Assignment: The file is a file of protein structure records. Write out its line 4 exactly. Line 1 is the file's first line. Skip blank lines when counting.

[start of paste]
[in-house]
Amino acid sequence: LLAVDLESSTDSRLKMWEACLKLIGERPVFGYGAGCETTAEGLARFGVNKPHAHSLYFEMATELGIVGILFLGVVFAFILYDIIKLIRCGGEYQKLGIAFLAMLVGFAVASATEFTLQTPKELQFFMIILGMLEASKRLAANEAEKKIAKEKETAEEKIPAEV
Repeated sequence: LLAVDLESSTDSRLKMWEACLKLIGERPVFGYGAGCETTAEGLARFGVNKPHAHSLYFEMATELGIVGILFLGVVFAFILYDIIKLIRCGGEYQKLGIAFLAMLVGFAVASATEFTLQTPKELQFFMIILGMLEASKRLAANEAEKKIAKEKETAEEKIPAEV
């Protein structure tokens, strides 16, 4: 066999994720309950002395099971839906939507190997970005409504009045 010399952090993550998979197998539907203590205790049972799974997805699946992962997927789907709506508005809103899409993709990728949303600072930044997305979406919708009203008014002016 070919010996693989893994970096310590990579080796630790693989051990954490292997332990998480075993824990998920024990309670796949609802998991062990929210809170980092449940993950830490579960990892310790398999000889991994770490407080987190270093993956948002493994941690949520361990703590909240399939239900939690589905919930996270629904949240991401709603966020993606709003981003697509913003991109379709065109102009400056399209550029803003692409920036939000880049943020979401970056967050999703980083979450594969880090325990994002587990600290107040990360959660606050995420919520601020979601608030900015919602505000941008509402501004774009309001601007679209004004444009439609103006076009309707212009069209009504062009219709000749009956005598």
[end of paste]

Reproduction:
């Protein structure tokens, strides 16, 4: 066999994720309950002395099971839906939507190997970005409504009045 010399952090993550998979197998539907203590205790049972799974997805699946992962997927789907709506508005809103899409993709990728949303600072930044997305979406919708009203008014002016 070919010996693989893994970096310590990579080796630790693989051990954490292997332990998480075993824990998920024990309670796949609802998991062990929210809170980092449940993950830490579960990892310790398999000889991994770490407080987190270093993956948002493994941690949520361990703590909240399939239900939690589905919930996270629904949240991401709603966020993606709003981003697509913003991109379709065109102009400056399209550029803003692409920036939000880049943020979401970056967050999703980083979450594969880090325990994002587990600290107040990360959660606050995420919520601020979601608030900015919602505000941008509402501004774009309001601007679209004004444009439609103006076009309707212009069209009504062009219709000749009956005598």